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Medical Aid in Dying Act Wins Swift Assembly Committee Vote

Historic Health Committee Vote Builds Momentum for Aid in Dying Option in New York

In an historic vote, the Medical Aid in Dying Act won swift passage through the New York State Assembly Health Committee in a 14-11 vote, bringing the people of New York one step closer to having another medical option to reduce suffering at the end of life. The bipartisan vote occurred fewer than two weeks following the introduction of the Medical Aid in Dying Act, and represents the first time in the history of New York State that aid-in-dying legislation advanced through a legislative committee.

Sponsored by Assembly member Amy Paulin and Senator Diane J. Savino, the Medical Aid in Dying Act (A10059/S7570) would allow terminally ill, mentally capable adults the option to request a prescription from a doctor for medication that they can, if they choose, self-administer to die peacefully if their suffering at the end of life becomes unbearable.

“Lawmakers listened to their constituents in taking this historic step forward for expanding end-of-life options in New York State,” said Corinne Carey, New York State Campaign Director for Compassion & Choices. “The speed with which the Medical Aid in Dying Act made it through the Assembly health committee demonstrates strong momentum for making this option available to terminally ill New Yorkers.”

An EaglePoint Strategies poll shows that three out of four New York voters across political and religious affiliations support access to aid in dying.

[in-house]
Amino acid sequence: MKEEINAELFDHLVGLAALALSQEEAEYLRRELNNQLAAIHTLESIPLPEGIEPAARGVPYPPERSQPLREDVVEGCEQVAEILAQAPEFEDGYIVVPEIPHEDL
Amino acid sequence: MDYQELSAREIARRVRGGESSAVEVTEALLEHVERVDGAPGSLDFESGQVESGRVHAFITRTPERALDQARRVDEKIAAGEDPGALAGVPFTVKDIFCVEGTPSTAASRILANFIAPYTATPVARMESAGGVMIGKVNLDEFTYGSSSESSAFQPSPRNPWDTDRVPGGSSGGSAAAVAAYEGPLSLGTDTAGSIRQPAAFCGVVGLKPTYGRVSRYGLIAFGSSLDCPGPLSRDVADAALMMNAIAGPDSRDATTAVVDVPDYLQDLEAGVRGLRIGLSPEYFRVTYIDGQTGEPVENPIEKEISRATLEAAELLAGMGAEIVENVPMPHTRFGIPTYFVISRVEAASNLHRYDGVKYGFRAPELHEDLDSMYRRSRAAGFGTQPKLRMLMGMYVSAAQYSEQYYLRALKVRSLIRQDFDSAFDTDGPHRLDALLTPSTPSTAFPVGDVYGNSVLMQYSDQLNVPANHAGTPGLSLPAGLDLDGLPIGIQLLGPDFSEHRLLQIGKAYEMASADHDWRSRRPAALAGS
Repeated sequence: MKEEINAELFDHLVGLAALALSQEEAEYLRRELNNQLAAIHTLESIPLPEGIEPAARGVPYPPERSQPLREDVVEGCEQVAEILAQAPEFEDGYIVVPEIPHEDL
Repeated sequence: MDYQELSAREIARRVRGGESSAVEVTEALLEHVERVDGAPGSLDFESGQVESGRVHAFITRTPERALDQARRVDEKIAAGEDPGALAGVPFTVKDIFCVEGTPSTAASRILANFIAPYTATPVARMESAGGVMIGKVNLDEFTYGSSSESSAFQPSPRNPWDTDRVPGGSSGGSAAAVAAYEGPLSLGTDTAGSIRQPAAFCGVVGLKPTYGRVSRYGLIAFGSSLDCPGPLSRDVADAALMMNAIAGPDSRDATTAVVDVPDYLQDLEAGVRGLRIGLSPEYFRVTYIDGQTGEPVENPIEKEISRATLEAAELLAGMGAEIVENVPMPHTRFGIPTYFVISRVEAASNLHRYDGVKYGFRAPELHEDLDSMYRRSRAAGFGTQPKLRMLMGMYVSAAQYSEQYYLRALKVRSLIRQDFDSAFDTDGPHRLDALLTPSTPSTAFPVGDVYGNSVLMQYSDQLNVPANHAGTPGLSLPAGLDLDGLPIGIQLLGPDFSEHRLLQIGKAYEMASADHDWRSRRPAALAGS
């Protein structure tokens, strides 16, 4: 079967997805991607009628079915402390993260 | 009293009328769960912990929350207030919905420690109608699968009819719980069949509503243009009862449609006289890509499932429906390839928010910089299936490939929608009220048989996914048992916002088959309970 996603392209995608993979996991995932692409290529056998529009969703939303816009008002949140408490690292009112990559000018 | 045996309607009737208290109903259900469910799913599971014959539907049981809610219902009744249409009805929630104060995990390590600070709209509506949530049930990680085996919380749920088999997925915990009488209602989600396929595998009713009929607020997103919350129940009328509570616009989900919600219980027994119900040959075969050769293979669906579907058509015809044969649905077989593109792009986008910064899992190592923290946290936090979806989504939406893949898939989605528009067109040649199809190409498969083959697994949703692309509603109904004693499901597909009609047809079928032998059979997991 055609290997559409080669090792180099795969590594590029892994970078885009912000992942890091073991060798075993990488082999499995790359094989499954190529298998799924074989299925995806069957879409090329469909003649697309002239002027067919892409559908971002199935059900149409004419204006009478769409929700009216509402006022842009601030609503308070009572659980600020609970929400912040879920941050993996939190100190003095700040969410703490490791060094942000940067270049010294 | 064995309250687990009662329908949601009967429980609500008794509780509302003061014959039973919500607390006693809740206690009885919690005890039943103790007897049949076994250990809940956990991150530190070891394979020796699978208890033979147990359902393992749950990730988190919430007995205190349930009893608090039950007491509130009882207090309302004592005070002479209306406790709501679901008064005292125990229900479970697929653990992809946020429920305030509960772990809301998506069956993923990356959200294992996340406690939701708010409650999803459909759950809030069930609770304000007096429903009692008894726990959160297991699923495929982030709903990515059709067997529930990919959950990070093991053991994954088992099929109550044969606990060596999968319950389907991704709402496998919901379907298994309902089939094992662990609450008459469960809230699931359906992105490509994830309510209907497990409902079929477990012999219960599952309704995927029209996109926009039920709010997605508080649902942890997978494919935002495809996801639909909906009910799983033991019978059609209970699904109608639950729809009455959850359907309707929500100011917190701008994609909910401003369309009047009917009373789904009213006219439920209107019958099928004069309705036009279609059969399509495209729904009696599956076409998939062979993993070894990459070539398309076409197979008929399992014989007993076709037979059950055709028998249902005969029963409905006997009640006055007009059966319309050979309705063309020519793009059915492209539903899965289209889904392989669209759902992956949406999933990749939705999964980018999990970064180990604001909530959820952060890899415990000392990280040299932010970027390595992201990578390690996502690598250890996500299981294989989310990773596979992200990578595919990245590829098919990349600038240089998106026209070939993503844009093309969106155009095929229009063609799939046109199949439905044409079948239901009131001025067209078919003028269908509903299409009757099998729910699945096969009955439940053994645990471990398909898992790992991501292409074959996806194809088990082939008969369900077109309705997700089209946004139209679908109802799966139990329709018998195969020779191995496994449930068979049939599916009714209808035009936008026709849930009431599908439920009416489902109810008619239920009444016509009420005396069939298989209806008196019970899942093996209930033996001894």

“This bill is about patient autonomy and dignity,” said Assembly Health Committee Chair Richard N. Gottfried, a co-sponsor of the bill. “It meets all the moral and legal standards we look to in reviewing legislation in the Health Committee. The law already allows adults with capacity to refuse life-saving treatment. Similarly, they should have the right to end their suffering through medication if that is their own choosing.”

“This bill is about patient autonomy and dignity,” said Assembly Health Committee Chair Richard N. Gottfried, a co-sponsor of the bill.  “It meets all the moral and legal standards we look to in reviewing legislation in the Health Committee.  The law already allows adults with capacity to refuse life-saving treatment.  Similarly, they should have the right to end their suffering through medication if that is their own choosing.”

Rochester resident Susan Rahn, who has terminal cancer, said, “I’m very grateful that the aid-in-dying bill made it through the Health Committee so quickly. Access to aid in dying would ease my fear and anxiety about suffering in the end, and would help me live my final days to the fullest.”

Assembly member Amy Paulin said, “Moving the bill out of the Health Committee is a great step forward in our efforts to allow medical aid in dying in New York.  I am very pleased that the committee members, under the leadership of the chair, Richard Gottfried, have enabled us to continue on the path to providing mentally competent, terminally ill adults the choice as to whether and when to end their own lives.  I look forward to engaging further in thoughtful dialogue with my colleagues so that we can enact into law this end of life option that 77% of New Yorkers support.”

Gene Hughes with the Resource Center for Independent Living of Utica and disability rights advocate said, “Self-determination has always been the goal of people living with disabilities. We deserve the same end-of-life options as anyone else.”

Medical aid in dying is currently authorized in five states – Oregon, Washington, Vermont, Montana, and most recently, California.

The Medical Aid in Dying Act is modeled after Oregon’s Death with Dignity Act and similar laws in other states: